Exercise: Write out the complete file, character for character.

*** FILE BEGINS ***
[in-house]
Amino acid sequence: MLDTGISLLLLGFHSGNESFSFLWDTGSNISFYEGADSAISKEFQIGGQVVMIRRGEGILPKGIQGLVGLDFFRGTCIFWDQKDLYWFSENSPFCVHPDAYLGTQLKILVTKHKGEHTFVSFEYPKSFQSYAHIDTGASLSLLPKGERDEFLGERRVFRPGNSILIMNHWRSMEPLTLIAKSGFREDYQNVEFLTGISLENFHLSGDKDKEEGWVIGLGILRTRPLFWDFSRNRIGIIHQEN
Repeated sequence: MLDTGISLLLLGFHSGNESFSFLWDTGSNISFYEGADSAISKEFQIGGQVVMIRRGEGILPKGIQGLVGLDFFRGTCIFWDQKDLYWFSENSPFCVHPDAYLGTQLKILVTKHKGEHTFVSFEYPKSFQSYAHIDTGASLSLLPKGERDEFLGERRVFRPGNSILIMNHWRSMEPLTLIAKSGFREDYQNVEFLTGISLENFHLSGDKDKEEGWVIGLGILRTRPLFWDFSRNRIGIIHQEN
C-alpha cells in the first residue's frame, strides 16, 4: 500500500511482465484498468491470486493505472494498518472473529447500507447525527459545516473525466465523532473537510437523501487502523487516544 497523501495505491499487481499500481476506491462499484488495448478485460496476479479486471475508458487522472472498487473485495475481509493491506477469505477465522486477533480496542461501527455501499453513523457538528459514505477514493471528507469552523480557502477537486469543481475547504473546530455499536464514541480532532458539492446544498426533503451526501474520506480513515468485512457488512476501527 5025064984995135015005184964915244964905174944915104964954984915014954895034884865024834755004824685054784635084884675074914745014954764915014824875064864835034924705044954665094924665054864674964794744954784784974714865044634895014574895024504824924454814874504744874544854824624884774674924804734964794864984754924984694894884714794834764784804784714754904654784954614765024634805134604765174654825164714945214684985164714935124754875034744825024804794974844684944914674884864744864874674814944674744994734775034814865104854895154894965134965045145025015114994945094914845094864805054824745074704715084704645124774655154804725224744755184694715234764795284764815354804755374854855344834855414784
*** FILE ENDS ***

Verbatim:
[in-house]
Amino acid sequence: MLDTGISLLLLGFHSGNESFSFLWDTGSNISFYEGADSAISKEFQIGGQVVMIRRGEGILPKGIQGLVGLDFFRGTCIFWDQKDLYWFSENSPFCVHPDAYLGTQLKILVTKHKGEHTFVSFEYPKSFQSYAHIDTGASLSLLPKGERDEFLGERRVFRPGNSILIMNHWRSMEPLTLIAKSGFREDYQNVEFLTGISLENFHLSGDKDKEEGWVIGLGILRTRPLFWDFSRNRIGIIHQEN
Repeated sequence: MLDTGISLLLLGFHSGNESFSFLWDTGSNISFYEGADSAISKEFQIGGQVVMIRRGEGILPKGIQGLVGLDFFRGTCIFWDQKDLYWFSENSPFCVHPDAYLGTQLKILVTKHKGEHTFVSFEYPKSFQSYAHIDTGASLSLLPKGERDEFLGERRVFRPGNSILIMNHWRSMEPLTLIAKSGFREDYQNVEFLTGISLENFHLSGDKDKEEGWVIGLGILRTRPLFWDFSRNRIGIIHQEN
C-alpha cells in the first residue's frame, strides 16, 4: 500500500511482465484498468491470486493505472494498518472473529447500507447525527459545516473525466465523532473537510437523501487502523487516544 497523501495505491499487481499500481476506491462499484488495448478485460496476479479486471475508458487522472472498487473485495475481509493491506477469505477465522486477533480496542461501527455501499453513523457538528459514505477514493471528507469552523480557502477537486469543481475547504473546530455499536464514541480532532458539492446544498426533503451526501474520506480513515468485512457488512476501527 5025064984995135015005184964915244964905174944915104964954984915014954895034884865024834755004824685054784635084884675074914745014954764915014824875064864835034924705044954665094924665054864674964794744954784784974714865044634895014574895024504824924454814874504744874544854824624884774674924804734964794864984754924984694894884714794834764784804784714754904654784954614765024634805134604765174654825164714945214684985164714935124754875034744825024804794974844684944914674884864744864874674814944674744994734775034814865104854895154894965134965045145025015114994945094914845094864805054824745074704715084704645124774655154804725224744755184694715234764795284764815354804755374854855344834855414784